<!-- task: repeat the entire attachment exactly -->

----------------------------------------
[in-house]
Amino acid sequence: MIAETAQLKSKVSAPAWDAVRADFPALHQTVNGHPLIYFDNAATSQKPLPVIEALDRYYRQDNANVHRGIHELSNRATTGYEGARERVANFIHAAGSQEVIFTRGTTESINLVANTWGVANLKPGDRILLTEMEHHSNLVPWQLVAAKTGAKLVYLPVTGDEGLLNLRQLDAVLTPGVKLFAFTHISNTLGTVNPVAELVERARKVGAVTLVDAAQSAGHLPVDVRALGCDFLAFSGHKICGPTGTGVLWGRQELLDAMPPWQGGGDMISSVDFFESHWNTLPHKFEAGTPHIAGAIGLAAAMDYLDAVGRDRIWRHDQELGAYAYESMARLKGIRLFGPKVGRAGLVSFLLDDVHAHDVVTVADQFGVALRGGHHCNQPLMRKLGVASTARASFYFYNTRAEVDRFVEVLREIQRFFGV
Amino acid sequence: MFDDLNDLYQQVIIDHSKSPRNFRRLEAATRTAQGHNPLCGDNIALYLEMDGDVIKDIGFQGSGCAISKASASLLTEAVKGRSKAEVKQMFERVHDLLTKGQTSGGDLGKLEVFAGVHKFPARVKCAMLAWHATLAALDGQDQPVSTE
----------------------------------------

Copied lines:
[in-house]
Amino acid sequence: MIAETAQLKSKVSAPAWDAVRADFPALHQTVNGHPLIYFDNAATSQKPLPVIEALDRYYRQDNANVHRGIHELSNRATTGYEGARERVANFIHAAGSQEVIFTRGTTESINLVANTWGVANLKPGDRILLTEMEHHSNLVPWQLVAAKTGAKLVYLPVTGDEGLLNLRQLDAVLTPGVKLFAFTHISNTLGTVNPVAELVERARKVGAVTLVDAAQSAGHLPVDVRALGCDFLAFSGHKICGPTGTGVLWGRQELLDAMPPWQGGGDMISSVDFFESHWNTLPHKFEAGTPHIAGAIGLAAAMDYLDAVGRDRIWRHDQELGAYAYESMARLKGIRLFGPKVGRAGLVSFLLDDVHAHDVVTVADQFGVALRGGHHCNQPLMRKLGVASTARASFYFYNTRAEVDRFVEVLREIQRFFGV
Amino acid sequence: MFDDLNDLYQQVIIDHSKSPRNFRRLEAATRTAQGHNPLCGDNIALYLEMDGDVIKDIGFQGSGCAISKASASLLTEAVKGRSKAEVKQMFERVHDLLTKGQTSGGDLGKLEVFAGVHKFPARVKCAMLAWHATLAALDGQDQPVSTE